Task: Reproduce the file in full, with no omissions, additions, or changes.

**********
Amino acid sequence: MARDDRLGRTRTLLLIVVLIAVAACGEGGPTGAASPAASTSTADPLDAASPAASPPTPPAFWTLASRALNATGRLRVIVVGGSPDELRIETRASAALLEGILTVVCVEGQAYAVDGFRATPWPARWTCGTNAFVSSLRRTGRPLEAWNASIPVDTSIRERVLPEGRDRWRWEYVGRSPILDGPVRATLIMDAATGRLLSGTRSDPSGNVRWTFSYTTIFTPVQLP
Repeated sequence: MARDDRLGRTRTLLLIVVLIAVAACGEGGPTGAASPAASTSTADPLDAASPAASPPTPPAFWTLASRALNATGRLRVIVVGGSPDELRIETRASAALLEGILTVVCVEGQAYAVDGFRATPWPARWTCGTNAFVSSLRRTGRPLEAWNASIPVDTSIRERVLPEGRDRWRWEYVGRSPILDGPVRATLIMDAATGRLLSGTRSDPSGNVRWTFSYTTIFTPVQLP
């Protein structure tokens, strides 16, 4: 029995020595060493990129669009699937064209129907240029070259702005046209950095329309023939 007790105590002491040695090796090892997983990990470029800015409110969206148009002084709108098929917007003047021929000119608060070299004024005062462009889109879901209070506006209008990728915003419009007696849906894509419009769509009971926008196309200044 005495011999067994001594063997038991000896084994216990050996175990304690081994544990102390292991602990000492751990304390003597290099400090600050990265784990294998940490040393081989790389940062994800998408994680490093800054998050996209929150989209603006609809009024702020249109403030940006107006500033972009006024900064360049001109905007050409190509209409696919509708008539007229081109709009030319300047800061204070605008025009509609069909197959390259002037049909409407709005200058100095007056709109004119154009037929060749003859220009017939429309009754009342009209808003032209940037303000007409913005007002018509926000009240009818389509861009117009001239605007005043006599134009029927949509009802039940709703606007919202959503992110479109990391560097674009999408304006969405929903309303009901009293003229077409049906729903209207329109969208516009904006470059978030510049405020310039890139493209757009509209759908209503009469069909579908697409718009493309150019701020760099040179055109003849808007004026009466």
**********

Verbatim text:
Amino acid sequence: MARDDRLGRTRTLLLIVVLIAVAACGEGGPTGAASPAASTSTADPLDAASPAASPPTPPAFWTLASRALNATGRLRVIVVGGSPDELRIETRASAALLEGILTVVCVEGQAYAVDGFRATPWPARWTCGTNAFVSSLRRTGRPLEAWNASIPVDTSIRERVLPEGRDRWRWEYVGRSPILDGPVRATLIMDAATGRLLSGTRSDPSGNVRWTFSYTTIFTPVQLP
Repeated sequence: MARDDRLGRTRTLLLIVVLIAVAACGEGGPTGAASPAASTSTADPLDAASPAASPPTPPAFWTLASRALNATGRLRVIVVGGSPDELRIETRASAALLEGILTVVCVEGQAYAVDGFRATPWPARWTCGTNAFVSSLRRTGRPLEAWNASIPVDTSIRERVLPEGRDRWRWEYVGRSPILDGPVRATLIMDAATGRLLSGTRSDPSGNVRWTFSYTTIFTPVQLP
């Protein structure tokens, strides 16, 4: 029995020595060493990129669009699937064209129907240029070259702005046209950095329309023939 007790105590002491040695090796090892997983990990470029800015409110969206148009002084709108098929917007003047021929000119608060070299004024005062462009889109879901209070506006209008990728915003419009007696849906894509419009769509009971926008196309200044 005495011999067994001594063997038991000896084994216990050996175990304690081994544990102390292991602990000492751990304390003597290099400090600050990265784990294998940490040393081989790389940062994800998408994680490093800054998050996209929150989209603006609809009024702020249109403030940006107006500033972009006024900064360049001109905007050409190509209409696919509708008539007229081109709009030319300047800061204070605008025009509609069909197959390259002037049909409407709005200058100095007056709109004119154009037929060749003859220009017939429309009754009342009209808003032209940037303000007409913005007002018509926000009240009818389509861009117009001239605007005043006599134009029927949509009802039940709703606007919202959503992110479109990391560097674009999408304006969405929903309303009901009293003229077409049906729903209207329109969208516009904006470059978030510049405020310039890139493209757009509209759908209503009469069909579908697409718009493309150019701020760099040179055109003849808007004026009466």